Given what seems to be some surprise that’s greeted the revelation that I am a total Star Wars Expanded Universe nut, I was drawn to another essay by a woman about why she loves a franchise that’s still, oddly, considered something that only men could get extremely attached to. Deborah Lipp’s video essay about growing up loving Bond girls is fantastic:
I wrote about this a little bit in a piece I have going up at Slate today about the women of the Star Wars Expanded Universe. But I think one of the things that’s interesting about female action characters is that we still end up with vexed relationships between those women, their strength, and their sexuality. For James Bond, seduction is part of his tool kit, but we’d never see him literally fuck a female enemy to death,, as was the case with his one-time adversary Xenia Sergeyevna Onatopp. So often, femme presentation and sexuality (which are presented as if they’re inherently linked) are part and parcel of what makes a woman lethal. Part of what makes Catwoman dangerous, for example, is those high, sharp heels–though Christopher Nolan did a nice job of playing with the idea that Selina Kyle manipulates the idea that femaleness makes her vulnerable and hysterical as a means of positioning herself strategically. It’s not just that you can shoot a gun or snap a neck, and in high heels and perfect red lipstick, too. It’s that those heels and that lipstick are precisely what make it possible for a woman to pick up that gun and possess that power.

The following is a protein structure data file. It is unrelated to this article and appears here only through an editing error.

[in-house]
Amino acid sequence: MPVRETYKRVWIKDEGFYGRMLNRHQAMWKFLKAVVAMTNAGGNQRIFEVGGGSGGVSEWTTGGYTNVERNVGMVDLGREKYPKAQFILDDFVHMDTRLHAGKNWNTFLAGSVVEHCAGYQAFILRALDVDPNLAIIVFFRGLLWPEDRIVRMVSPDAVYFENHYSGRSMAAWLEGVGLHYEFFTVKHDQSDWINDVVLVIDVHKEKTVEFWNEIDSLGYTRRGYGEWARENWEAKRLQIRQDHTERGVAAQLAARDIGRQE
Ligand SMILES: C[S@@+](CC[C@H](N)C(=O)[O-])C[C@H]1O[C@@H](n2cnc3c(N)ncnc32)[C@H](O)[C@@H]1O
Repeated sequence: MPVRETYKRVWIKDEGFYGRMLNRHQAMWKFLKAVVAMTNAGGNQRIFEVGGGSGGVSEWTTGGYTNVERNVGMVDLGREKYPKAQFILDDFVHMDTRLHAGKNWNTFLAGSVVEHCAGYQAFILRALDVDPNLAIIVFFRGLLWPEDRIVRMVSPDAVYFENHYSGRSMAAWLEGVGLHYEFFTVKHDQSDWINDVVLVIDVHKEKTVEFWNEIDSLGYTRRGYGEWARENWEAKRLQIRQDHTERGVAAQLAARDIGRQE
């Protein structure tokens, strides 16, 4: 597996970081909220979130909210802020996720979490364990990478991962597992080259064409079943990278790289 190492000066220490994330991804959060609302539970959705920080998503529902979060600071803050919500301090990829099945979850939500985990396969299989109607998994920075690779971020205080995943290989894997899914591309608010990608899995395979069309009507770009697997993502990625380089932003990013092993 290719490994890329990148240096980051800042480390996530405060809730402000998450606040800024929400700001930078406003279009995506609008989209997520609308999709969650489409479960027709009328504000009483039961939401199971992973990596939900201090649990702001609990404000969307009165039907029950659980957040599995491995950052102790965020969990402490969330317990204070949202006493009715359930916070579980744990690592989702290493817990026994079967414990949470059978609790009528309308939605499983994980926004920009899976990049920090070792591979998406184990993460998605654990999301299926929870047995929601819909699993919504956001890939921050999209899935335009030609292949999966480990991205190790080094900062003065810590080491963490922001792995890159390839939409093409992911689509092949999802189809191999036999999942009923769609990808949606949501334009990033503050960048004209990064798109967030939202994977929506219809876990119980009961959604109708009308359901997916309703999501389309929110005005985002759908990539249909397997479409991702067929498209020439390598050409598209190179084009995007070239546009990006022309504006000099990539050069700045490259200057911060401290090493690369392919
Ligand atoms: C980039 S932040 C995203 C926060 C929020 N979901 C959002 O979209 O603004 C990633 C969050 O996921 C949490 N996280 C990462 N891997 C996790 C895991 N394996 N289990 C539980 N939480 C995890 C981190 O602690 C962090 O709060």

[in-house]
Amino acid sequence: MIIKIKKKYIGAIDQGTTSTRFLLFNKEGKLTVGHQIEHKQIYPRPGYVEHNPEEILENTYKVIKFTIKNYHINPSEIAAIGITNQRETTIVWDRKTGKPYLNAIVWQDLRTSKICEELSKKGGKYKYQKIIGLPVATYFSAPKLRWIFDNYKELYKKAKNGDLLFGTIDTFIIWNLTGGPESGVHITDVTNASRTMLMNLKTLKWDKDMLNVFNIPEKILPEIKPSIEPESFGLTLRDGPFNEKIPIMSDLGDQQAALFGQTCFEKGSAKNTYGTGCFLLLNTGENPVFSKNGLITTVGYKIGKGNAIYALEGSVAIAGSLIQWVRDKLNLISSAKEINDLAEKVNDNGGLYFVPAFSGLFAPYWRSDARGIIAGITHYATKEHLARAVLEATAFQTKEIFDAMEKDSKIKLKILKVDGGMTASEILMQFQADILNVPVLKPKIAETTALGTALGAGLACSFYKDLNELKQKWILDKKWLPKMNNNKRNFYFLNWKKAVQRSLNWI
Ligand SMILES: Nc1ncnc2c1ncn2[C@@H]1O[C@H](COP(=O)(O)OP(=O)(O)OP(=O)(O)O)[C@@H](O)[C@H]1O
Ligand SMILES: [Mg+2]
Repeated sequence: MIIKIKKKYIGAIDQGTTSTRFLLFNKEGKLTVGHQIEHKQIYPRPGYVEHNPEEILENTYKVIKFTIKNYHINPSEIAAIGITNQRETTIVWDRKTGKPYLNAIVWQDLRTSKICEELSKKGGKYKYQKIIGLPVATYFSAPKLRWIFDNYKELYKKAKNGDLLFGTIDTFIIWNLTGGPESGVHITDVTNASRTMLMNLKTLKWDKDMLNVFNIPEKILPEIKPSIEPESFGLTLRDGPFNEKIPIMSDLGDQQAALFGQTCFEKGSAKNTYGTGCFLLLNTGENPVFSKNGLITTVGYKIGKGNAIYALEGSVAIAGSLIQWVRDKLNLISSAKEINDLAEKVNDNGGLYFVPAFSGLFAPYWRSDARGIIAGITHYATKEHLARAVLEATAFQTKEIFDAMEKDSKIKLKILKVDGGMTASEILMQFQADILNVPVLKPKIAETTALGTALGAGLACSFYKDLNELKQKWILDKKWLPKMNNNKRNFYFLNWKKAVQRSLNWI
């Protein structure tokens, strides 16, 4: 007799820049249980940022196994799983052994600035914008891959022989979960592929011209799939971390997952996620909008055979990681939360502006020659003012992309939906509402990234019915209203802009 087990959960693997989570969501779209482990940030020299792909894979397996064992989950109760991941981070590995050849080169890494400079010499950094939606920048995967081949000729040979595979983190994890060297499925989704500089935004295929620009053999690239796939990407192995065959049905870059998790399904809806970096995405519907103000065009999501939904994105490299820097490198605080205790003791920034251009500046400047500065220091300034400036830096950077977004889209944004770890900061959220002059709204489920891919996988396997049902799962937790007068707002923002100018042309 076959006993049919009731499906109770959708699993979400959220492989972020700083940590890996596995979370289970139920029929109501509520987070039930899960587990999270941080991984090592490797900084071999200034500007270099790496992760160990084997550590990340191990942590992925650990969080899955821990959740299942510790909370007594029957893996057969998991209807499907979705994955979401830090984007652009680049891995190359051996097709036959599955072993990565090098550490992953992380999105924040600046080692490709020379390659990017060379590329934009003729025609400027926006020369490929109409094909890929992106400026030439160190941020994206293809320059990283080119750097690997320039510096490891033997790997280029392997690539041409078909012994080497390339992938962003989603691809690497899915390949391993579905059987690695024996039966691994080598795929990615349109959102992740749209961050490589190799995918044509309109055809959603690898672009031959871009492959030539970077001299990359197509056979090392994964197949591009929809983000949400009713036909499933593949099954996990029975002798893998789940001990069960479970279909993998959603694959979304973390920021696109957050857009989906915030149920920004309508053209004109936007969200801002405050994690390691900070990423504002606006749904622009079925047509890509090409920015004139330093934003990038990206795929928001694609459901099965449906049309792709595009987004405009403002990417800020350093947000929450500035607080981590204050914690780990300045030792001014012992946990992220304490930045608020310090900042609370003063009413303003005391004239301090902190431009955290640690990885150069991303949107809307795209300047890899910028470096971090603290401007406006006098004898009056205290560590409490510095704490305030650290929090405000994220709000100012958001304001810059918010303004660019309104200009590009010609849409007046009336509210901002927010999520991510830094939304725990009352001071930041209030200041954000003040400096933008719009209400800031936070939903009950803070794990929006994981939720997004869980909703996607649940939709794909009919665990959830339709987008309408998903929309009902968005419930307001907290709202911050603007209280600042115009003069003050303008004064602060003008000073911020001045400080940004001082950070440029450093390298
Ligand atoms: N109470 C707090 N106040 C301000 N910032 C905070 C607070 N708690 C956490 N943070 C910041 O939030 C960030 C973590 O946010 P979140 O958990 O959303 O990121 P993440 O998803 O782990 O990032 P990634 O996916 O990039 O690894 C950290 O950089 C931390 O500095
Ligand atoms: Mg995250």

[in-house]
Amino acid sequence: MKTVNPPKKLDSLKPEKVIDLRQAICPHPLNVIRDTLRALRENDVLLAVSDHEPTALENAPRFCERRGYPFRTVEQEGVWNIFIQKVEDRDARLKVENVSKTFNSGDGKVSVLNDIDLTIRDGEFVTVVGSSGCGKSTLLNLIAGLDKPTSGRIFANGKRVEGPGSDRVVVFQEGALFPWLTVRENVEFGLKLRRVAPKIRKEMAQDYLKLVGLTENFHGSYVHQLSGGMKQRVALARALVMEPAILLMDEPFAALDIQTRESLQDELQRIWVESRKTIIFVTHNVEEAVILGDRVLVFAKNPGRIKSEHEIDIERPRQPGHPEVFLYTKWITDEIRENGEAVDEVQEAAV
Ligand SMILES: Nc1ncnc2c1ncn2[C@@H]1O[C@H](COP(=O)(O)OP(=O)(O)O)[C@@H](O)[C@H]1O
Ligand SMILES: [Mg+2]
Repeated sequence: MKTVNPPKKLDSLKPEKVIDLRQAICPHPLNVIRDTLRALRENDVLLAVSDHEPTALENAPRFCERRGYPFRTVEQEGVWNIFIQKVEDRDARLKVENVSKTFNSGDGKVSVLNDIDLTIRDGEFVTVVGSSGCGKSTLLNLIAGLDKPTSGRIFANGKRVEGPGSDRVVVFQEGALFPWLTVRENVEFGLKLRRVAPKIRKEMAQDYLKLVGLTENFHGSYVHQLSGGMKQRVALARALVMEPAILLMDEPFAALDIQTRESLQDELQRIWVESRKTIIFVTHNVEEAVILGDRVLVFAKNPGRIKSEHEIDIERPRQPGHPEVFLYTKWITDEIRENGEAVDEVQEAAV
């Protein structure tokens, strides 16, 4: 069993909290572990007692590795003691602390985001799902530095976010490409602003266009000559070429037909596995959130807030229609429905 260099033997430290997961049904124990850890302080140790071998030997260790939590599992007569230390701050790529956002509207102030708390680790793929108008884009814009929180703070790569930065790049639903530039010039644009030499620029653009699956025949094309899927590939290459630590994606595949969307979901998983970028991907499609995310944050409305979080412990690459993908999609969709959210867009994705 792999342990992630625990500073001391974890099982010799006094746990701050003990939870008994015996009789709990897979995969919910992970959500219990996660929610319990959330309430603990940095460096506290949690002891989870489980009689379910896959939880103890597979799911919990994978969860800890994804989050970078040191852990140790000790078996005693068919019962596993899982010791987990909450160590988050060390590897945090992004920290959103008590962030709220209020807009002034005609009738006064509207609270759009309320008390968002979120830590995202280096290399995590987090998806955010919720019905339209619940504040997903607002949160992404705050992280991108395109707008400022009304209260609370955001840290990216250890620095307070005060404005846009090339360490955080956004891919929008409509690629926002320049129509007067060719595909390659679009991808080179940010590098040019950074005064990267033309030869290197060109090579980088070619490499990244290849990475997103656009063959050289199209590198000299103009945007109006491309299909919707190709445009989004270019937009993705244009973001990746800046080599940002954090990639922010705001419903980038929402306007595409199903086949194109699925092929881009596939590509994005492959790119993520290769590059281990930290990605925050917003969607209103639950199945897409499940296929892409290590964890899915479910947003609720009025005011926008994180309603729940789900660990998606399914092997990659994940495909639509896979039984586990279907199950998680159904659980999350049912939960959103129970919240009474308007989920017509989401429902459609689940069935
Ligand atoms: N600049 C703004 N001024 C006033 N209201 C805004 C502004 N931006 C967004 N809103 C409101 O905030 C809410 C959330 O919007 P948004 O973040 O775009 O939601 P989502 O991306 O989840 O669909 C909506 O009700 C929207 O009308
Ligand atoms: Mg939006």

For that reason it’s always interesting to see female action heroes who take on or put off extreme femininity, whether it’s Angelina Jolie deliberately shucking off her housewife uniform and pick up a big gun in Mr. & Mrs. Smith, or Starbuck putting on a dress and shocking the hell out of Lee Adama in Battlestar Galactica. If we could disentangle sexuality and femininity from the core of female action heroes’ power, stepping aside from the idea that those elements are the source of physical and intellectual influence, we might actually be able to think more clearly and creatively about sex and beauty as tools and assets–things that women have choices about and use strategically, just like Bond, and in some cases, the Bond girls.